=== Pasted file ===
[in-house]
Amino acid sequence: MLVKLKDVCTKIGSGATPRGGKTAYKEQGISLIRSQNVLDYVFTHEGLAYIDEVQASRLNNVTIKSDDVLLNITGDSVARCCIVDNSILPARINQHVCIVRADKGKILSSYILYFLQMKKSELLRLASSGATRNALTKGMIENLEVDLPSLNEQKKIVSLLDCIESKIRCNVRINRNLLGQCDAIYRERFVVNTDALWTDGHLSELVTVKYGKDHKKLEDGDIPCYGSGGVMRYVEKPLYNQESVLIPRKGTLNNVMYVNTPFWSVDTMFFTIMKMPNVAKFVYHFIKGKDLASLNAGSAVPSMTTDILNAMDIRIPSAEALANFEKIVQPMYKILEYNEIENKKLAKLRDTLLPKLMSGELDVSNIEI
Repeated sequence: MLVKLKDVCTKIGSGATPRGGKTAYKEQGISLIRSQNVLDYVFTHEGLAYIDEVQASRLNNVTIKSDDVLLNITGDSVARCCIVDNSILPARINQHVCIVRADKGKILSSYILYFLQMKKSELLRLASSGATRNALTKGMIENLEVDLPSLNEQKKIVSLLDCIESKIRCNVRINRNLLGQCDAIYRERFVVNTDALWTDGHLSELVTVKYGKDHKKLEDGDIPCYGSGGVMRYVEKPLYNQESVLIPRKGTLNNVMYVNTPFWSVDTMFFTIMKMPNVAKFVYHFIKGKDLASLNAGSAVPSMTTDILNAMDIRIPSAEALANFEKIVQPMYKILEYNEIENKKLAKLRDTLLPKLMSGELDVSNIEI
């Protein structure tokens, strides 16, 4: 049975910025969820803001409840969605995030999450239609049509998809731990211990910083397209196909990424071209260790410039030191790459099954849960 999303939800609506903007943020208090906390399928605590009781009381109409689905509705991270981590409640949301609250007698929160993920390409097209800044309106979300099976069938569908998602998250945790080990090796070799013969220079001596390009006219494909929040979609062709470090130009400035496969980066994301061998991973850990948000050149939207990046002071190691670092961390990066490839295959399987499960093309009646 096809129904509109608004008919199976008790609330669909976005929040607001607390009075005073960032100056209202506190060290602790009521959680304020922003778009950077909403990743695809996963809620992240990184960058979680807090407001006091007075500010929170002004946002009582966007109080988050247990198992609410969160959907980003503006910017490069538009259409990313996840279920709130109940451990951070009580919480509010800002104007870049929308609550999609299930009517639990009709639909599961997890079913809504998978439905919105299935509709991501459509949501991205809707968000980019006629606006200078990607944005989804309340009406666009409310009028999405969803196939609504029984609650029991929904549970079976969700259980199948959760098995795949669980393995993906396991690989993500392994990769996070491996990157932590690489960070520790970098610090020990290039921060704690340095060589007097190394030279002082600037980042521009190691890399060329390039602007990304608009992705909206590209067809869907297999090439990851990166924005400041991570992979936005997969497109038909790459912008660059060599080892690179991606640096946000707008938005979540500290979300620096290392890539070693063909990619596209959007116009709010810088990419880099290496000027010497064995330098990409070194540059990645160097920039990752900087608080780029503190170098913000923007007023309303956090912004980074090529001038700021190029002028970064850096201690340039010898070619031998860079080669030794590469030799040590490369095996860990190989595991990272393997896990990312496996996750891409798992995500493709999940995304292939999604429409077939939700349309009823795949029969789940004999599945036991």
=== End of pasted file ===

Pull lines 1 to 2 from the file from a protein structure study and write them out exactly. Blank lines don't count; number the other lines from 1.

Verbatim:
[in-house]
Amino acid sequence: MLVKLKDVCTKIGSGATPRGGKTAYKEQGISLIRSQNVLDYVFTHEGLAYIDEVQASRLNNVTIKSDDVLLNITGDSVARCCIVDNSILPARINQHVCIVRADKGKILSSYILYFLQMKKSELLRLASSGATRNALTKGMIENLEVDLPSLNEQKKIVSLLDCIESKIRCNVRINRNLLGQCDAIYRERFVVNTDALWTDGHLSELVTVKYGKDHKKLEDGDIPCYGSGGVMRYVEKPLYNQESVLIPRKGTLNNVMYVNTPFWSVDTMFFTIMKMPNVAKFVYHFIKGKDLASLNAGSAVPSMTTDILNAMDIRIPSAEALANFEKIVQPMYKILEYNEIENKKLAKLRDTLLPKLMSGELDVSNIEI